It's still early in President Obama's first term, but not too soon to conclude that the president's effort to "put the confirmation wars [for judges] behind us" is not going well. Only three of his 22 lower court nominees have been confirmed so far. The latest one, Roberto Lange for a federal district court in South Dakota, was cleared last week after waiting for three and a half months (including three weeks on the floor). The slow pace of the president's nominations is part of the problem. But the larger issue is a new form of obstructionism in the Senate.
It seems clear that Senate Republicans are prepared to take the partisan war over the courts into uncharted territory—delaying up-or-down votes on the Senate floor for even the most qualified and uncontroversial of the president's judicial nominees. If this continues, it will worsen an already serious problem of vacancies on the federal courts. And it will discourage from ever entering the confirmation process precisely the type of nominees both parties should want.
Over the past several decades, senators in both parties have used an escalating set of procedural tactics to block confirmations, particularly near the end of an out-going president's term in office. To date, however, the tit-for-tat game has played out within a fairly narrow category of nominees who are deemed controversial. While there has never been an agreed-upon definition of what that means—it's an eye-of-the-beholder type of thing—there has consistently been a large category of nominees that are not considered controversial. They have typically made it easily through the Senate confirmation process, no matter how rough the ride is for their controversial counterparts.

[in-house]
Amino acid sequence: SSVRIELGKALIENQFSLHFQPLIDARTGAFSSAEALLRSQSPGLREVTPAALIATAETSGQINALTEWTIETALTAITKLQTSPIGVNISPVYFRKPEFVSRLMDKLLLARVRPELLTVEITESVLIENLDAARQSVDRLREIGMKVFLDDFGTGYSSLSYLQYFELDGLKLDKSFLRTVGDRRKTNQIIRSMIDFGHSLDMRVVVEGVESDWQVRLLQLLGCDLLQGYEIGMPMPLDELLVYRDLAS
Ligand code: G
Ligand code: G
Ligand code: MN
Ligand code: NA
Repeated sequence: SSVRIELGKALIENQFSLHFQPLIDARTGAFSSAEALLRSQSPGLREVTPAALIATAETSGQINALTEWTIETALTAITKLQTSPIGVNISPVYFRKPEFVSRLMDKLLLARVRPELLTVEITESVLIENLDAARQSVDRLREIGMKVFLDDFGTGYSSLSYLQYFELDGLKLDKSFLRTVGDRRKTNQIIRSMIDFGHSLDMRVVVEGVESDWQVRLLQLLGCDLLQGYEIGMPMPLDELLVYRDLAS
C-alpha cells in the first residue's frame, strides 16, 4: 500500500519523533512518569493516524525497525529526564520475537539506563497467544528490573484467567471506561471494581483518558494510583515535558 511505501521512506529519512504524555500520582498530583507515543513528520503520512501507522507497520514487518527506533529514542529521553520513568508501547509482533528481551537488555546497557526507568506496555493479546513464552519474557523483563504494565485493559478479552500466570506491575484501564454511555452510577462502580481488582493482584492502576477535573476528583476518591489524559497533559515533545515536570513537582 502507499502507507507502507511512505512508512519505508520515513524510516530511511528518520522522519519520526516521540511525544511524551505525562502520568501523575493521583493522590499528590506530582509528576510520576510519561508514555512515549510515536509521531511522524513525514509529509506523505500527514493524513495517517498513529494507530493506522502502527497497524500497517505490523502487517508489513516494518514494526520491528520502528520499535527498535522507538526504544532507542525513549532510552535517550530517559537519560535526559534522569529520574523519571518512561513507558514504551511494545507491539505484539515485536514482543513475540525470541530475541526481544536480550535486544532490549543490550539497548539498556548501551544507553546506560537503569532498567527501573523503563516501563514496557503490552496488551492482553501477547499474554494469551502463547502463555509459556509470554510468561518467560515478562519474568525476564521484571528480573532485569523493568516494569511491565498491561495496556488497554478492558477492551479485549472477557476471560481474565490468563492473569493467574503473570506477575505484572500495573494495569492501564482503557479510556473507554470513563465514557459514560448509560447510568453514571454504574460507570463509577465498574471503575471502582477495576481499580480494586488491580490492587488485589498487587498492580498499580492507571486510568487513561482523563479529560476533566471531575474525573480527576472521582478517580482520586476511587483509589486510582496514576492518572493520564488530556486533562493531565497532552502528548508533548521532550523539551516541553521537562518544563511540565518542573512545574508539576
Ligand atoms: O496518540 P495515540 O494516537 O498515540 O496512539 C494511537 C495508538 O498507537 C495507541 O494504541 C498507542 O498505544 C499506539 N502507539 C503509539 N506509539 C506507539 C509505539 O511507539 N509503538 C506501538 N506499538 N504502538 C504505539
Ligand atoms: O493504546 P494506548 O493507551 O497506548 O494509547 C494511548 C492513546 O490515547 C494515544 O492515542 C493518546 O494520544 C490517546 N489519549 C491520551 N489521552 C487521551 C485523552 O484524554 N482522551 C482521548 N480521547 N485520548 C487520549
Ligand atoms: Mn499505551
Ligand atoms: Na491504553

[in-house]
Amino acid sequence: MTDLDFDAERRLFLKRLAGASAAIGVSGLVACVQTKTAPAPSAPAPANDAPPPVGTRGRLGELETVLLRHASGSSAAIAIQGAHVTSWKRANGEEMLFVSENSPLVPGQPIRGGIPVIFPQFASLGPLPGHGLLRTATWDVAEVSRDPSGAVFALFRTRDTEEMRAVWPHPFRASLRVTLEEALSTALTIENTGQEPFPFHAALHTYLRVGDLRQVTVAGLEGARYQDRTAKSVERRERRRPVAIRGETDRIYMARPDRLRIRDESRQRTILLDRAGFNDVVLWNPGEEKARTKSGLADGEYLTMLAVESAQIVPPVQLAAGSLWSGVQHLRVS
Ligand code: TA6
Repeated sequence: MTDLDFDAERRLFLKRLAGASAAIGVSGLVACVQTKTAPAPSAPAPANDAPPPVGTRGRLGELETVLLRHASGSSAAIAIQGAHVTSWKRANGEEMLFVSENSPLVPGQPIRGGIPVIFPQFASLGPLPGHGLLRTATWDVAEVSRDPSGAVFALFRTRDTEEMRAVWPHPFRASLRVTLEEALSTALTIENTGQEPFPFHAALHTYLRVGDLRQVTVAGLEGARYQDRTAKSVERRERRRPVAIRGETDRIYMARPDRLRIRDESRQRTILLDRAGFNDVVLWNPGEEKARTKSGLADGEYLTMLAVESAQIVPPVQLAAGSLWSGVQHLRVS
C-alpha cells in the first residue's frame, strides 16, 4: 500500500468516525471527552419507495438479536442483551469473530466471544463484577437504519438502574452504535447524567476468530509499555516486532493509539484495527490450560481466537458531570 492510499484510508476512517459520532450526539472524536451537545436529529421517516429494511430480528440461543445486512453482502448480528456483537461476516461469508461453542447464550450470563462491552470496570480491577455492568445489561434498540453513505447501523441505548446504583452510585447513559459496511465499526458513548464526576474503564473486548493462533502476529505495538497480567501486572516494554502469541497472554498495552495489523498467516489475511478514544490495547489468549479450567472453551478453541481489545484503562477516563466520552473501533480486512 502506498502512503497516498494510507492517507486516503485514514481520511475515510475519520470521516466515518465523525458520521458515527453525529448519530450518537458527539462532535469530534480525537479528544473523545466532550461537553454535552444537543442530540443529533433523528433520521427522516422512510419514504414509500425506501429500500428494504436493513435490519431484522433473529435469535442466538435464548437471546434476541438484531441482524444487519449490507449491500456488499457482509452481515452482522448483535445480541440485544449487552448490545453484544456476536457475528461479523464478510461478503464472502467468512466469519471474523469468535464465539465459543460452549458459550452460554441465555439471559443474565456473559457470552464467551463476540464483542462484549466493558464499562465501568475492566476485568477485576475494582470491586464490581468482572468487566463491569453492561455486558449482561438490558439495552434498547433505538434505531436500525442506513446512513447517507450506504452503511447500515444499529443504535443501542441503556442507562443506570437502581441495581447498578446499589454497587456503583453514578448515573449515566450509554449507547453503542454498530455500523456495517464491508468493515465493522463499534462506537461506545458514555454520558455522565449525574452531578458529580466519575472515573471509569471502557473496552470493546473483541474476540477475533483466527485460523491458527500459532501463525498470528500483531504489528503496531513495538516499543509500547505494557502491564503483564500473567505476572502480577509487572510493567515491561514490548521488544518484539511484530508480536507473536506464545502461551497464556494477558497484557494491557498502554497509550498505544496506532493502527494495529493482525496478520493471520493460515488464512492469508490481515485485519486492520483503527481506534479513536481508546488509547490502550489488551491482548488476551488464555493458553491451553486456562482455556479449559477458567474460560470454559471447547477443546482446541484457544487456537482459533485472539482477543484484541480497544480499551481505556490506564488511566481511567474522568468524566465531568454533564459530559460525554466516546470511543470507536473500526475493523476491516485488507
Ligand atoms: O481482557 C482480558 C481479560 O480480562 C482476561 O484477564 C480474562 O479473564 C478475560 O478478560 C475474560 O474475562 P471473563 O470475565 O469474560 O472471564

Consider, for example, the judicial nominations process during President George W. Bush's last two years in office, 2007 and 2008. Bush was deeply unpopular at the time, and he faced a Senate firmly under Democratic control. Still, a large number of Bush nominees sailed through. The Senate voted on more than one-third of Bush's confirmed nominees (26 of 68) less than three months after the president nominated them. This was possible because Majority Leader Harry Reid, D-Nev., moved uncontroversial Bush nominees directly to votes on the Senate floor after they cleared the Senate judiciary committee. Twenty-three of the Bush nominees were confirmed on the Senate floor within a week of passing out of the judiciary committee. The story was similar in the first two years of Bush's presidency: A Democratic majority in Congress confirmed 100 of Bush's nominees in 17 months, even after delays due to a change in party control of the Sen. after Senator James Jeffords left the Republican Party in May 2001.
One might expect that Obama would have a much easier time getting his nominees confirmed than Bush. After all, Obama remains popular, and his party controls a filibuster-proof majority of 60 seats in the Senate. And Obama has been exceedingly careful in his judicial picks. His team is searching high and low for nominees who fit the bill as consensus candidates: so much so that his pace for judicial nominations, of 22 so far, is far behind Bush's.